alk about Throwback Thursday!
Just when you thought you didn't have enough to worry about, a new report says that everyone's favorite bacterial infection, The Bubonic Plague, is back.
The Plague is best known for laying waste to about 25 million people in only three years. Total overachiever.
Between 1347 and 1350, over a third of Europe’s population died after being infected with the disease. Seriously, think about that for a minute.
Now, like that ex you can’t get rid of, The Plague is back thanks to a report from The Coconino County Public Health Services District.
According to reports, two counties in Arizona have discovered fleas that tested positive for The Plague.
The discovery was made after flea-bitten prairie dogs began turning up dead around Flagstaff. Then, after two Santa Fe, New Mexico residents contracted the deadly illness earlier this year, public health officials kicked into high gear to figure out what was going on.
Apparently, it wasn’t 100% dead.
The Center for Disease Control says that roughly seven Americans report that they have contracted The Plague each year. Many of those who report contracting it say they got it after coming into contact with dead animals and rodents. First off, who thinks touching dead rodents is a good idea?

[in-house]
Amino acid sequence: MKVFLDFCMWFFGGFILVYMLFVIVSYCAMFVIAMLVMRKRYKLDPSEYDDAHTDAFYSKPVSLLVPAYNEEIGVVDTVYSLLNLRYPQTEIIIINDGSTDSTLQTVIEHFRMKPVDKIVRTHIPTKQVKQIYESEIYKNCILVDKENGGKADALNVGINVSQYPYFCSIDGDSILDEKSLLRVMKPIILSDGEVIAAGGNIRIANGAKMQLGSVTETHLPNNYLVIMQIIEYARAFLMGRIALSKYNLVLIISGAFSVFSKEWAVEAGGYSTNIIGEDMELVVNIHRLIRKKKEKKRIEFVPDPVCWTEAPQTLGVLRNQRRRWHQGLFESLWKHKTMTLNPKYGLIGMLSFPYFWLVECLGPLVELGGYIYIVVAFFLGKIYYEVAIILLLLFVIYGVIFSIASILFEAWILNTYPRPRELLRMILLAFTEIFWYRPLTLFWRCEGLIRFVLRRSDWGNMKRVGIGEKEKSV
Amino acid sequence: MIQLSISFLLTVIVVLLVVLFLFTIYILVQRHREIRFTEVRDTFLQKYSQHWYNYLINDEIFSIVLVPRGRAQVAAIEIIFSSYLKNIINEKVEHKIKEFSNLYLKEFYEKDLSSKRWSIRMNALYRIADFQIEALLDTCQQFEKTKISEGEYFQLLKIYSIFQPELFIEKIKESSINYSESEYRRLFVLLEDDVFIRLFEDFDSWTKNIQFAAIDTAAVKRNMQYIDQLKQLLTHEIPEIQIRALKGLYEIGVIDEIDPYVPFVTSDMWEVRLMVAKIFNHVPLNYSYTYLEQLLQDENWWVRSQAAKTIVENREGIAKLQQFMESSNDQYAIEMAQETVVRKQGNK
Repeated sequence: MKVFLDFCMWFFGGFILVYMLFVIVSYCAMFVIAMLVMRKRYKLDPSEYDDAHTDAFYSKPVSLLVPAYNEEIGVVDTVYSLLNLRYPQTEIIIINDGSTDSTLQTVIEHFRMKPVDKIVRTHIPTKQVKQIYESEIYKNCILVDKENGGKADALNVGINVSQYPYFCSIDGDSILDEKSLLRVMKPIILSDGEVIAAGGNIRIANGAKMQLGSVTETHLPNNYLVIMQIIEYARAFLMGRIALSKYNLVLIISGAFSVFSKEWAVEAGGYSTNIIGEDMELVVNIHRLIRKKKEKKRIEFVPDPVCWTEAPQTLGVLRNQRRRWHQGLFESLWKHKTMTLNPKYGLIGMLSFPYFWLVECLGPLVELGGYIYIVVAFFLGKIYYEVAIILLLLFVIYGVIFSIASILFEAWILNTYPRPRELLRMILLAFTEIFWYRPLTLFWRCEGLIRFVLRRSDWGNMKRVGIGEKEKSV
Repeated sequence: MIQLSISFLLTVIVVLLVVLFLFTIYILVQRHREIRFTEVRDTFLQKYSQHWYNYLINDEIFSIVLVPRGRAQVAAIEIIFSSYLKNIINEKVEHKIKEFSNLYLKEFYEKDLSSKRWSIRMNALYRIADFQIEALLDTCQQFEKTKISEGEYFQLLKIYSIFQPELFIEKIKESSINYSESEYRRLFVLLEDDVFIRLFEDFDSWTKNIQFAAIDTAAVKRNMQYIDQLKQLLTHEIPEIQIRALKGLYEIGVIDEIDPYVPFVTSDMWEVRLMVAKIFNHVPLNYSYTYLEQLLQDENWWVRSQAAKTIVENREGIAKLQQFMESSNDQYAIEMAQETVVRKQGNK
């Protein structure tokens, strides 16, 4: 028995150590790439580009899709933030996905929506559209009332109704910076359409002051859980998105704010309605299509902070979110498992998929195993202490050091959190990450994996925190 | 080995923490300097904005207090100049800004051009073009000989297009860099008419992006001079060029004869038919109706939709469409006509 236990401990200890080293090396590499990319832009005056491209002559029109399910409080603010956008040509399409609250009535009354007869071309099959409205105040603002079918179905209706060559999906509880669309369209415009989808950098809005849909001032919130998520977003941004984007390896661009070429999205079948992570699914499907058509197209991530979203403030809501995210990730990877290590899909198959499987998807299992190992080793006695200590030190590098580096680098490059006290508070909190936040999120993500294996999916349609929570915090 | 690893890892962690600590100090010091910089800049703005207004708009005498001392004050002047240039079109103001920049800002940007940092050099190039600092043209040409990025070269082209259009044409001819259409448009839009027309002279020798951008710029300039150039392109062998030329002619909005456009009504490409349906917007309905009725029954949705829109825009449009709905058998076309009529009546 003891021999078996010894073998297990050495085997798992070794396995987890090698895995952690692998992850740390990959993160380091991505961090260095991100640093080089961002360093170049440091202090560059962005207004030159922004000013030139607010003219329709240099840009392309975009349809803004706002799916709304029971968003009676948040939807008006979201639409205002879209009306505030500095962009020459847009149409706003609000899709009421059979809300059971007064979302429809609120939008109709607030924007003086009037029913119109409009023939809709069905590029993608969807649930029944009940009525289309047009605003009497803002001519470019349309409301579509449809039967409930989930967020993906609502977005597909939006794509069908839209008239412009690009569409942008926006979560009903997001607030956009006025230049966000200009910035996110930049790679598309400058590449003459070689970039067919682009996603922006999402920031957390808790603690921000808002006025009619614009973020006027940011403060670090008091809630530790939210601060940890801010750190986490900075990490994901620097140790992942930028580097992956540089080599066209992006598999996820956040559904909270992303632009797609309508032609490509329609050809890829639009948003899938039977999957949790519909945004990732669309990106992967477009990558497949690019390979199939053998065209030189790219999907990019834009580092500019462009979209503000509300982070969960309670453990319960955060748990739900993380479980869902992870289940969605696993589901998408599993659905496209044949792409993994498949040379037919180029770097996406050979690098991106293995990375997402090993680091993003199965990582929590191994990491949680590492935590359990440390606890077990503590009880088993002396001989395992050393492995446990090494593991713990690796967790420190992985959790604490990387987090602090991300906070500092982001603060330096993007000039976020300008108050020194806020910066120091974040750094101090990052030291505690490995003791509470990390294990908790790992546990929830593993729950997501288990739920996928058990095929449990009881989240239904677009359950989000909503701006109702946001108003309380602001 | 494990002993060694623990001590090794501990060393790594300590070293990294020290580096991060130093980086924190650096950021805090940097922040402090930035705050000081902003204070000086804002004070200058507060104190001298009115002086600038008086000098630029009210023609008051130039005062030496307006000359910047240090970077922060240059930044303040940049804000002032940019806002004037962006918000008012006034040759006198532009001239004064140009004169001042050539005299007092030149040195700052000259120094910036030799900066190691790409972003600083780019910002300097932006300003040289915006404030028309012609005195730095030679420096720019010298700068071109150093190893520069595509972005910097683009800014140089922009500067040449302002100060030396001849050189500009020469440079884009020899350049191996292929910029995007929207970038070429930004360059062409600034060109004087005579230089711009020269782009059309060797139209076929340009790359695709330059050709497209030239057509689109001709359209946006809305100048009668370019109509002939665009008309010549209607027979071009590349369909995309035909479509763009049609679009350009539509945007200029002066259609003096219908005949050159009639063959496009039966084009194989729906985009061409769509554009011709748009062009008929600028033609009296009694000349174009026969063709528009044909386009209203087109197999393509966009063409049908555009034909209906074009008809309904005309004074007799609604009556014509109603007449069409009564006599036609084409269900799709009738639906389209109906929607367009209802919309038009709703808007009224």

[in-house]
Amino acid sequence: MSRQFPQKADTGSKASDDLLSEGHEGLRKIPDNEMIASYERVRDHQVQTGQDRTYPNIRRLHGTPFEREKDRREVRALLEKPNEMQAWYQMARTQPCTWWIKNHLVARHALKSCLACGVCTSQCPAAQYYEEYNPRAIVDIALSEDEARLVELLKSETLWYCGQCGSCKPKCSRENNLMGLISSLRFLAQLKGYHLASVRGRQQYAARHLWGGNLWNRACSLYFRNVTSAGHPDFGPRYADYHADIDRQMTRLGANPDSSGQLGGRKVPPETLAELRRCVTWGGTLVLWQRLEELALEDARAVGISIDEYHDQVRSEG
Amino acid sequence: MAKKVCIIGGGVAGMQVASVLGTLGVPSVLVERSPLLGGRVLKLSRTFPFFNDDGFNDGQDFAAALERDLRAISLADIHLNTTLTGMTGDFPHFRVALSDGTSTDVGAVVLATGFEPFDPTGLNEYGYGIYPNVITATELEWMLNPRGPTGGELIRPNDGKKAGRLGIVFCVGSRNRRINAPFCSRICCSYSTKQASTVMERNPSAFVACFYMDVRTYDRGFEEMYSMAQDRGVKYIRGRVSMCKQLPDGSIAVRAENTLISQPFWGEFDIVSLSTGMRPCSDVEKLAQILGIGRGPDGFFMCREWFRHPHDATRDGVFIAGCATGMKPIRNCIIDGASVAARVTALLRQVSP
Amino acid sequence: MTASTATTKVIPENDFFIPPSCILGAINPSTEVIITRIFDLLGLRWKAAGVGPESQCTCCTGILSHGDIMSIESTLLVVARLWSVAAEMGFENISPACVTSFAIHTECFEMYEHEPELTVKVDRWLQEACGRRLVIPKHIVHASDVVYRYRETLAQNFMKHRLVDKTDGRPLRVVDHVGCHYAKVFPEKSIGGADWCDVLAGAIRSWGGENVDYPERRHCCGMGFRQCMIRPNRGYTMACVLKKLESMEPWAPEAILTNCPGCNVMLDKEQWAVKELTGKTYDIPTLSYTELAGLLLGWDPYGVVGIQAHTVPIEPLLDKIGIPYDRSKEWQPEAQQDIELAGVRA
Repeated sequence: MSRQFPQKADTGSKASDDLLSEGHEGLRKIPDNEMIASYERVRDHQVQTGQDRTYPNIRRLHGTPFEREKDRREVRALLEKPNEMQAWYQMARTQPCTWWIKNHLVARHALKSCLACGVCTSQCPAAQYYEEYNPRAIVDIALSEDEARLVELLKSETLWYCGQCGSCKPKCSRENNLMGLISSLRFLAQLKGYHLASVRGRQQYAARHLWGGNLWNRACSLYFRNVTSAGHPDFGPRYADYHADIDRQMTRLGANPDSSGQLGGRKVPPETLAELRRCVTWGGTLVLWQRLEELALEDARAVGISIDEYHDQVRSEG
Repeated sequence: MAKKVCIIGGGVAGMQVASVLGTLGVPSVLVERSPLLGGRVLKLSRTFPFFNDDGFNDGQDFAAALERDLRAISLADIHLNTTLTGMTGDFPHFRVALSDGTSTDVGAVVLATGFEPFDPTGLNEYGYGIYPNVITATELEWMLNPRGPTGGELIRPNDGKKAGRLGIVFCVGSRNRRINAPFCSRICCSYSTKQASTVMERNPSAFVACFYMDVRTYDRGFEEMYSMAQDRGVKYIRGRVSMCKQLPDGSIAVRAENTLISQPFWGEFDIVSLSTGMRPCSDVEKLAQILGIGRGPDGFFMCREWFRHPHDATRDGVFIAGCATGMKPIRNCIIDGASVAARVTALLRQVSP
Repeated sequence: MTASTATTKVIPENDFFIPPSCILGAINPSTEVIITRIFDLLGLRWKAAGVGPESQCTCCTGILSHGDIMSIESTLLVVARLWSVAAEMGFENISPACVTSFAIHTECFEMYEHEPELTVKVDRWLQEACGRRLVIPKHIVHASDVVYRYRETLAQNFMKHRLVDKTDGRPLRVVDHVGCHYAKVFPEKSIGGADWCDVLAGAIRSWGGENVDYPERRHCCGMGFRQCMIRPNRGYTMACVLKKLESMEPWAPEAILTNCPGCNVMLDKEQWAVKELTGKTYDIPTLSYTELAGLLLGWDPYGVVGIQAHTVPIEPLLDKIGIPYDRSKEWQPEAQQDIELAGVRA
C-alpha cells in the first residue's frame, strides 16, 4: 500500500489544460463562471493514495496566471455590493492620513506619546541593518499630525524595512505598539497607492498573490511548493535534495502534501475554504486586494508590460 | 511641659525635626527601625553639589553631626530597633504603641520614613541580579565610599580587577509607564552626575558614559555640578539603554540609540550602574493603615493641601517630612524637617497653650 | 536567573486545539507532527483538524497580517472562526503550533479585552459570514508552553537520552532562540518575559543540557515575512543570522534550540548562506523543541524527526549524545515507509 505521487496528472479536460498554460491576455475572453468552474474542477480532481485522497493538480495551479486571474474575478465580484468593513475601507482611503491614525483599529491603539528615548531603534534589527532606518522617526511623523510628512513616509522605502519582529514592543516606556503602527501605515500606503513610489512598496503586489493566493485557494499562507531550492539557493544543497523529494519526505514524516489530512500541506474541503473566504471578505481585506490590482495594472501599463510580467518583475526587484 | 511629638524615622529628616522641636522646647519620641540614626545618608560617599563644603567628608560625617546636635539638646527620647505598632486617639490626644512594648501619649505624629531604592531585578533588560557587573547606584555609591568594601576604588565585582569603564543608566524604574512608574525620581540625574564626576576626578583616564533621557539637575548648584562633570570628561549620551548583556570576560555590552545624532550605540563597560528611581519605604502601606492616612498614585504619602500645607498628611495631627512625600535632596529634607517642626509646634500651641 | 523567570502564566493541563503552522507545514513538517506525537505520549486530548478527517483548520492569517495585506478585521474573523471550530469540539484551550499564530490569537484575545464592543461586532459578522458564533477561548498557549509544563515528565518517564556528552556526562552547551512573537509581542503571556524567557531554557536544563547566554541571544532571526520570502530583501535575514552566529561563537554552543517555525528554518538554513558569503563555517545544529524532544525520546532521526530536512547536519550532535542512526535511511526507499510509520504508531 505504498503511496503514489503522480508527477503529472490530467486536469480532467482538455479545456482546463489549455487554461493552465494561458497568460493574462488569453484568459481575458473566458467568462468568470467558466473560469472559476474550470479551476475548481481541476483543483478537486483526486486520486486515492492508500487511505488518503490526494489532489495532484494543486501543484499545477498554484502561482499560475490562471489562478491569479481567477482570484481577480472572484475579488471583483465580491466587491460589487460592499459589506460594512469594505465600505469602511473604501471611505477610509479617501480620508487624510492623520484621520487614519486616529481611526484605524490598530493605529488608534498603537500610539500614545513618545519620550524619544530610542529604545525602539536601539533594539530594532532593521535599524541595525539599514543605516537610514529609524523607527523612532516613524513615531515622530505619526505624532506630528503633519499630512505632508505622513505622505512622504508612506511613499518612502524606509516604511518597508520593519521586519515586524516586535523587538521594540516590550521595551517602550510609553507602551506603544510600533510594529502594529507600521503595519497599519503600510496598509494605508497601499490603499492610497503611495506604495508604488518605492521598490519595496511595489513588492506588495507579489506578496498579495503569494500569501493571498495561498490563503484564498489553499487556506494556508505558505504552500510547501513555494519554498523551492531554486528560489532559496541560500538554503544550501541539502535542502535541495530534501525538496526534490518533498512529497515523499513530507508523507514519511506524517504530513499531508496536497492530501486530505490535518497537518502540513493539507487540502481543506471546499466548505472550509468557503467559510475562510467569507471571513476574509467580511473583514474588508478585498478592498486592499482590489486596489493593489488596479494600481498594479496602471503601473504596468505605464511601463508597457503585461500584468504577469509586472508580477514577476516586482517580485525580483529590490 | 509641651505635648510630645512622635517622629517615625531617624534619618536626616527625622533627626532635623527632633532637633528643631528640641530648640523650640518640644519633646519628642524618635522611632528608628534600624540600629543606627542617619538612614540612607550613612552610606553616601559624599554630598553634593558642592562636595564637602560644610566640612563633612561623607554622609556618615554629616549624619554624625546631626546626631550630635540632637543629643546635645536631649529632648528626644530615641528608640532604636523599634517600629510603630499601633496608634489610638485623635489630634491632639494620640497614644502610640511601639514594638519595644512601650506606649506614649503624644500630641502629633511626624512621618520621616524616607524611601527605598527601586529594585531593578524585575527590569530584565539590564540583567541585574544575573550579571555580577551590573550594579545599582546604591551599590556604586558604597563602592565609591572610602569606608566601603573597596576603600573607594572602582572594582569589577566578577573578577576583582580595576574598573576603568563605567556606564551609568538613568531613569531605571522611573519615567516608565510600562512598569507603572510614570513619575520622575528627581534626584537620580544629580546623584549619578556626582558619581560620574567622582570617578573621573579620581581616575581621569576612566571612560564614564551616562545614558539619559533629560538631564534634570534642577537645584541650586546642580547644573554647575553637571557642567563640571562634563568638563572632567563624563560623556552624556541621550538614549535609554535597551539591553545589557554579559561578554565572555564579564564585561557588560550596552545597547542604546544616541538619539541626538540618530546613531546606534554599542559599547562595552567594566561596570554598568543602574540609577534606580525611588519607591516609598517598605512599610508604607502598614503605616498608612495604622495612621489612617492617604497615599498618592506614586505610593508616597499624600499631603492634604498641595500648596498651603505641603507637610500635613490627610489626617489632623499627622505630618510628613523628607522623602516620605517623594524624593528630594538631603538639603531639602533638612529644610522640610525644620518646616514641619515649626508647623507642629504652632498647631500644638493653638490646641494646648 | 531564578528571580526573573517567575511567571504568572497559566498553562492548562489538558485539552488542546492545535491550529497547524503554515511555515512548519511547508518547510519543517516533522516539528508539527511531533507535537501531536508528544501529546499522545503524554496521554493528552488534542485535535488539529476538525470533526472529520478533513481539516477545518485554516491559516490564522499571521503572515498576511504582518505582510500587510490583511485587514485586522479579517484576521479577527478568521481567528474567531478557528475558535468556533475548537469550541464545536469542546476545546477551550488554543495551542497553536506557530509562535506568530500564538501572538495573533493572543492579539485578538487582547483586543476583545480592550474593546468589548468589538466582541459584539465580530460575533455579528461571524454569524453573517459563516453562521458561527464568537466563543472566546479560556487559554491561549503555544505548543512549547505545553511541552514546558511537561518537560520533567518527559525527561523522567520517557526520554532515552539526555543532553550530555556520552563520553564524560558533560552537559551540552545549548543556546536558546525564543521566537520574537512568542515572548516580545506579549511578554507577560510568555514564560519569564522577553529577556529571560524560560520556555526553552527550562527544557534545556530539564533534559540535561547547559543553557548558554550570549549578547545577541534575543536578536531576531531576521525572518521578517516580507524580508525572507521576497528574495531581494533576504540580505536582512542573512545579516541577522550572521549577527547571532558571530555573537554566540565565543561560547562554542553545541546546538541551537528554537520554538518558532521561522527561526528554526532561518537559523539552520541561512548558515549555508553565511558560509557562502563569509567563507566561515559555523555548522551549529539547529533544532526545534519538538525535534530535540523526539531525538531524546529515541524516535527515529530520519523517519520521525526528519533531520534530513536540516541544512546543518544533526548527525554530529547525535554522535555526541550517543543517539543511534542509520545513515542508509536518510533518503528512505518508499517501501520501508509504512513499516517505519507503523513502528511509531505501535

You’re probably thinking to yourself: could this be real? I thought we got rid of The Plague like, eons ago.
You aren’t alone in that assumption. Many people think that infectious diseases of the past were cured through modern science and medicine. But those people would be dead wrong.
Many of the famous, mythologically epic diseases from your middle school textbooks still exist in some capacity today.
The Plague may be the most newsworthy at the moment, but many others are out there, and without proper medical attention and vaccinations, could be just as contagious as the old days.